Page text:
August 2, 2016
In the wake of International Tiger Day, some recent news from India suggests the nation is putting tigers and their habitat ahead of diamonds, at least for the moment. Mining company Rio Tinto is asking permission to mine for diamonds in Madhya Pradesh, a large state in central India that encompasses critical tiger habitats such as the Panna Tiger Reserve in Panna National Park. To make way for the diamond mine, Rio Tinto would need to cut down nearly half a million trees.
If approved, Rio Tinto has claimed the project could make India one of the top 10 diamond producers in the world. However, India’s forest advisory committee has deferred Rio Tinto’s request (again) because of its concerns that the project will negatively affect the area’s wildlife, including tigers. Today, all six remaining species of tigers (Panthera tigris) are endangered, primarily as a result of habitat loss. Three species are further listed by the IUCN as critically endangered.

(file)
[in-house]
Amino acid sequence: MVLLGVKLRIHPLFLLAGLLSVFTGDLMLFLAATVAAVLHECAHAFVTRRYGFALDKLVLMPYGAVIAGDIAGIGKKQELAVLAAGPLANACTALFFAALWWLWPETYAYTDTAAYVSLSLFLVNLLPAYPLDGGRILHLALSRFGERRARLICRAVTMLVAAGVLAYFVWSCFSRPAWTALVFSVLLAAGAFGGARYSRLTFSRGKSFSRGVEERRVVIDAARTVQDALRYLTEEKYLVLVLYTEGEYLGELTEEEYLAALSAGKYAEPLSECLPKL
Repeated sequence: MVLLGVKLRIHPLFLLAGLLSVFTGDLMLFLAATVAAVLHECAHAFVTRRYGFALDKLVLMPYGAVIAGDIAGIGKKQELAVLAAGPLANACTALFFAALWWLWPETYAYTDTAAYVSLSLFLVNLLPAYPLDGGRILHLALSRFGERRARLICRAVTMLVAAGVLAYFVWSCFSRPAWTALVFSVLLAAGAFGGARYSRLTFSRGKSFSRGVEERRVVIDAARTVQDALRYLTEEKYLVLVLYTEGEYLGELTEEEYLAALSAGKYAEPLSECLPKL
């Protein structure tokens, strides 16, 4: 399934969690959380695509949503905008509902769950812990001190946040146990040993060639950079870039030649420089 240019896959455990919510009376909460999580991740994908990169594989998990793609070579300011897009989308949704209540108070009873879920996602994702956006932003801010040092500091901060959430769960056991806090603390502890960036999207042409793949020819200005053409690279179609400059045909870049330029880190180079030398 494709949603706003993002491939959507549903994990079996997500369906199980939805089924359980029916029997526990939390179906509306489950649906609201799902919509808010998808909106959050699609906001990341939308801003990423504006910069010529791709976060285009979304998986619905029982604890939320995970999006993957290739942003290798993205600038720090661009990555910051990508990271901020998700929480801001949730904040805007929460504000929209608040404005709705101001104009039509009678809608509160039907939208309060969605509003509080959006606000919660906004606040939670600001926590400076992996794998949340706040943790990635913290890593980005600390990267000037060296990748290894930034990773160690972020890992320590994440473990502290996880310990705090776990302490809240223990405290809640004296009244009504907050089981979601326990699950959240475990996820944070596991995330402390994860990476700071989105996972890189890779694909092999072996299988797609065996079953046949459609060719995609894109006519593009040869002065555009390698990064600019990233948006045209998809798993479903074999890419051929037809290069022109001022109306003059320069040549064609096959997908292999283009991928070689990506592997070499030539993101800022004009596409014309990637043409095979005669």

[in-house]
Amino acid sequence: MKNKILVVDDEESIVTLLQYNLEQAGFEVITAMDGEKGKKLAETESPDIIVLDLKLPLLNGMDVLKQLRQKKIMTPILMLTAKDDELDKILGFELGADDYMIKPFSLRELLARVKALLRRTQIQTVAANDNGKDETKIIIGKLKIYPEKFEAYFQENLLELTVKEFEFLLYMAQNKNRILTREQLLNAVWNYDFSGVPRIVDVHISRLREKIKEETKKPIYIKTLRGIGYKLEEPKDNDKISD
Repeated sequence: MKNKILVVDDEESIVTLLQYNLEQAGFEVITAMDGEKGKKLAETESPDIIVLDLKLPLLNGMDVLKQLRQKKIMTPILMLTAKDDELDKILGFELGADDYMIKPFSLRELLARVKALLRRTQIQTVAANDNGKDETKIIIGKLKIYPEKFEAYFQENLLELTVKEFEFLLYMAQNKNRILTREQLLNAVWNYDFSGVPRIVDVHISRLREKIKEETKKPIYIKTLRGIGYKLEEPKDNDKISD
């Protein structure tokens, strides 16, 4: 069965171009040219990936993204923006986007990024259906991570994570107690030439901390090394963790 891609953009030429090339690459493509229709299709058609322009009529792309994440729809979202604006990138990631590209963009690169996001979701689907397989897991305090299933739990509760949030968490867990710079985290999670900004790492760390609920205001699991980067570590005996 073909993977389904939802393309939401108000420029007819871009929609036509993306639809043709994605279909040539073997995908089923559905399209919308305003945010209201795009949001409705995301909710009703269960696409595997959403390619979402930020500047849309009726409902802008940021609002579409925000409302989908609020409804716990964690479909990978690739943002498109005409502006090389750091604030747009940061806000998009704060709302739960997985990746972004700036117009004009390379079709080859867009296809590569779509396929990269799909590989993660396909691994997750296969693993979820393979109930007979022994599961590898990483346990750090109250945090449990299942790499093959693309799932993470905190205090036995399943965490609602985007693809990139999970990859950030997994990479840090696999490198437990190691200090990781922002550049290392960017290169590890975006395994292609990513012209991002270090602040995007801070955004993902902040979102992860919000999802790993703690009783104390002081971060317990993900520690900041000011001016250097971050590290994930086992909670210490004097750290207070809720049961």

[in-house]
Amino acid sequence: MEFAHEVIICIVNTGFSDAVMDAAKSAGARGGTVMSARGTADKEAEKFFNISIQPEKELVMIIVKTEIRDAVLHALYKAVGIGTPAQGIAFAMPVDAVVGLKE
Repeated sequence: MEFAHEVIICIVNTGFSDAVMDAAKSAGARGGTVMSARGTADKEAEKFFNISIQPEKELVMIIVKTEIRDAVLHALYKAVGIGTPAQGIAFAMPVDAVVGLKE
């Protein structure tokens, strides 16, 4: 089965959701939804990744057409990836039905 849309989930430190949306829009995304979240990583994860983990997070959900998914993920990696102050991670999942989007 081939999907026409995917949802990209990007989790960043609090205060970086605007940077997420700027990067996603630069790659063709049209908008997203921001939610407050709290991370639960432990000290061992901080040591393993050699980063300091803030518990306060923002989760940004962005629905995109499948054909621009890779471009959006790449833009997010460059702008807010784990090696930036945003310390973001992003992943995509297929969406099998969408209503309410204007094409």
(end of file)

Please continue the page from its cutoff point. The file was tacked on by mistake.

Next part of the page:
Diamonds are economically valuable, but are endangered tigers more valuable? In India, the mighty bengal tiger is a cultural icon. As both a symbol of the nation and an apex predator that helps keep their ecosystems in balance, tigers have value that transcends dollars and cents (as well as rupees, crore, and, yes, even diamonds).
Tigers are part of India’s “natural capital”–Earth’s assets and resources that include soil, air, water, and all living things. And while it’s not easy to put a price tag on natural capital, by avoiding further habitat destruction, India’s forest advisory committee is recognizing that natural places (and tigers) are inherently valuable.
What do YOU think? Are tigers more valuable than diamonds?
Bethanie Hestermann is a freelance writer and co-author of Zoology for Kids.